You may be familiar with workers’ compensation — insurance intended to ensure that employees hurt on the job receive good medical care and short-term disability wages.
However, there are specific things you need to know about filing workers’ comp claims; if you don't complete all the required steps, you may not receive all the benefits you’re entitled to.
Washington employees injured on the job must receive treatment from an employer-designated physician and fill out the L&I paperwork required for the claim. But you still may not receive the benefits you’re entitled to. A Washington workers’ comp attorney can help.
The vast majority of employees in Washington are covered by Washington State workers’ comp. Employers must provide coverage to all workers, including temporary and part-time employees. Undocumented workers are also eligible.
Not every type of workplace is covered by workers’ comp. Exceptions include:
There are also exceptions to workplace injuries covered by workers' compensation in Washington.
Also, if the event is considered an “act of God,” you won’t be covered.
Some industries have higher rates of workplace injuries due to the nature of the work involved, but anyone can get hurt at work or develop a medical condition due to the requirements of their job.
Common conditions and injuries that qualify for workers' compensation in WA include:
Although some people associate workers’ compensation with a catastrophic injury, the truth is any injury can be covered as long as it happened at work.
Your Washington claim of compensation can provide much-needed financial relief to workers whose families depend on their wages, including:
Dealing with workers’ comp is difficult, especially for people with little knowledge of Washington L&I laws or who are still recovering from their injuries. A skilled attorney can advise you on what benefits you’re eligible for and help you file or appeal workers' compensation claims.
Washington State’s Department of Labor & Industry (L&I) processes most workers' compensation claims in the state. For self-insured employers, however, the process is a little different.
Filing for workers’ comp in these cases involves the employer directly providing workers' compensation insurance benefits for employees, including sole proprietors with no employees.
All employers, regardless of insurance type, must follow state guidelines for workers' compensation benefits.
Filing a workers’ comp claim in Washington State starts with a medical evaluation.
Make sure to tell the doctor that you were injured on the job and that you would like them to submit your claim.
After this, the next steps for how to file a workers’ comp claim include:
Filing L&I claims in Washington State is the insured employee’s responsibility. Although the employer must also report workplace accidents and workers' compensation claims, it’s still up to you to ensure that all the right documentation is submitted.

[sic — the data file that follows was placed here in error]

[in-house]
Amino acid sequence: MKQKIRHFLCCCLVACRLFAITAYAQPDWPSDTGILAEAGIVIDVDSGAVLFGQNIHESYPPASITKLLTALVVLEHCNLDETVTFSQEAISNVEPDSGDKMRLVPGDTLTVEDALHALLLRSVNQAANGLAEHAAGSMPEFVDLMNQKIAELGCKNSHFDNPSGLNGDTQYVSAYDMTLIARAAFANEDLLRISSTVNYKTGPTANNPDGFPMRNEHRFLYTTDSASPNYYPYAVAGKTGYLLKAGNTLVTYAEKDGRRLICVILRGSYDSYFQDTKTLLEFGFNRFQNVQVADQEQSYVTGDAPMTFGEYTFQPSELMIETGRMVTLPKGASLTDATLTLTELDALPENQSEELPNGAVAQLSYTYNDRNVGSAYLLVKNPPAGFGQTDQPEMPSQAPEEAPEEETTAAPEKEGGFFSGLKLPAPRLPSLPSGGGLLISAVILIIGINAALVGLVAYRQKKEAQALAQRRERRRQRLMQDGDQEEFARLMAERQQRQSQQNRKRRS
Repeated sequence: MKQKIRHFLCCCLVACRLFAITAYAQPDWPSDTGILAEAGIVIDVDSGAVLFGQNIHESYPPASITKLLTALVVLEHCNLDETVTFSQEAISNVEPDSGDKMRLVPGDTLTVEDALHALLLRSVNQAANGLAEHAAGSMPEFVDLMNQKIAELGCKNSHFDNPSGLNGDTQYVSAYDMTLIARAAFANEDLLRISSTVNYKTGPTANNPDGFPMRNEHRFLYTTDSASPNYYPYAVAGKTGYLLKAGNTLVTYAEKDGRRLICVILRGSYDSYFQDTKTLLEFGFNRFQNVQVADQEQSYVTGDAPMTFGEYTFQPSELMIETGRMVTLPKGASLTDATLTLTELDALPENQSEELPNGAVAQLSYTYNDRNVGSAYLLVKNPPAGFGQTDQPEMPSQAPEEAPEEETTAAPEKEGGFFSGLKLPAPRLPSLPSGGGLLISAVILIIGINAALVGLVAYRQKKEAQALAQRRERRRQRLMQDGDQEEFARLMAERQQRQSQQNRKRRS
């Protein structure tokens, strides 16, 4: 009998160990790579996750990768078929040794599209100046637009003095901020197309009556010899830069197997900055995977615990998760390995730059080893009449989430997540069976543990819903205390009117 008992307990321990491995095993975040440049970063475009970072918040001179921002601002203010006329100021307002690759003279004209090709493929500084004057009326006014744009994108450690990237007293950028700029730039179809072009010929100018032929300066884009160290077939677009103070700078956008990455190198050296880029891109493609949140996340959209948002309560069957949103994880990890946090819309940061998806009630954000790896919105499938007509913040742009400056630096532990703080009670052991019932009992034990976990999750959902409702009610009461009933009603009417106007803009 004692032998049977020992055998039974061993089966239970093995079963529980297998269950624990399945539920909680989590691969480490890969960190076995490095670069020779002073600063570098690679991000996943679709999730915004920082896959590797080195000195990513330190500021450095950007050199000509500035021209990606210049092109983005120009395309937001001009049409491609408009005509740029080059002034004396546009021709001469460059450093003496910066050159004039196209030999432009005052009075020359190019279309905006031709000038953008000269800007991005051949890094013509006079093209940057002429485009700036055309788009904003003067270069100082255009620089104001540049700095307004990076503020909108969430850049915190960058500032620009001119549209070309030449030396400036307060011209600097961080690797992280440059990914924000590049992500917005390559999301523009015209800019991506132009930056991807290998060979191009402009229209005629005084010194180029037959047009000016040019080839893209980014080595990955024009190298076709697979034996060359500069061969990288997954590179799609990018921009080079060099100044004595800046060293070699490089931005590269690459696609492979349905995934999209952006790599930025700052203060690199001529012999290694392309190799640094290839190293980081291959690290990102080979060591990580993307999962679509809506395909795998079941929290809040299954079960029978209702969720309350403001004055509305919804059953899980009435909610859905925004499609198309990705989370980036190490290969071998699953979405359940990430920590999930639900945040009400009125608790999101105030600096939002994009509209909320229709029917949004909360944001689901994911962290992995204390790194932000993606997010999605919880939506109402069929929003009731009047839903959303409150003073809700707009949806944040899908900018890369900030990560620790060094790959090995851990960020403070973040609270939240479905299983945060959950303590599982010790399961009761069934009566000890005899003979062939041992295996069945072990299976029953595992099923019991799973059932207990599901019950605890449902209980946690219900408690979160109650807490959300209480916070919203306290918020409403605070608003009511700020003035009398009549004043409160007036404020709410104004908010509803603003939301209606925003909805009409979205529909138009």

The statute of limitations for filing workers' compensation in Washington State is one year from the date of the injury. If you suffered a work-related illness, though, you have two years from the date of diagnosis to file a workers' compensation claim.
Some workers' compensation cases involve the actions of a third party, such as a vendor or another driver. In these cases, the statute of limitations to file a claim is three years, under Washington personal injury claim statutes.
If you miss the filing deadline for your workers' comp claim, then you will not receive benefits.
The dollar amount for a claim for compensation is one of the biggest concerns for injured workers. The answer depends on a few factors. The L&I Department issues several benefits in Washington workers' compensation cases; if you disagree with the amount assigned to you, you must formally petition to change it.
A worker receives a percentage of wages based upon family status and number of dependents at the time of injury. A worker is entitled to 60% of their gross monthly wage. An additional 5% is added for a spouse and 2% for each dependent child, up to five children.
Once you file the L&I benefits claim, the department reviews it to determine whether you are eligible and what kind of workers' compensation insurance benefits you may be eligible to receive.
If you are still wondering, “How do I file an L&I claim in Washington State?” the Washington workers' compensation attorneys at Lehmbecker Law can help. We offer free consultations, so don’t delay — contact us today!
Yes, Washington workers' comp laws permit injured workers to choose their own doctor. However, you must choose a physician on the L&I Department’s approved physician list.
An injured worker can easily check the status of their claim on the Washington Department of Labor & Industries website. If your employer is with a self-insured administrator, you will need to call the self-insured claim manager assigned to your claim.
Fill out a Self-Insured Accident Report. You can get this from your company's HR department. Take the form to your medical provider, and tell them you are seeking treatment for a work-related injury. The doctor can also file the form online with your employer's workers' compensation insurance carrier.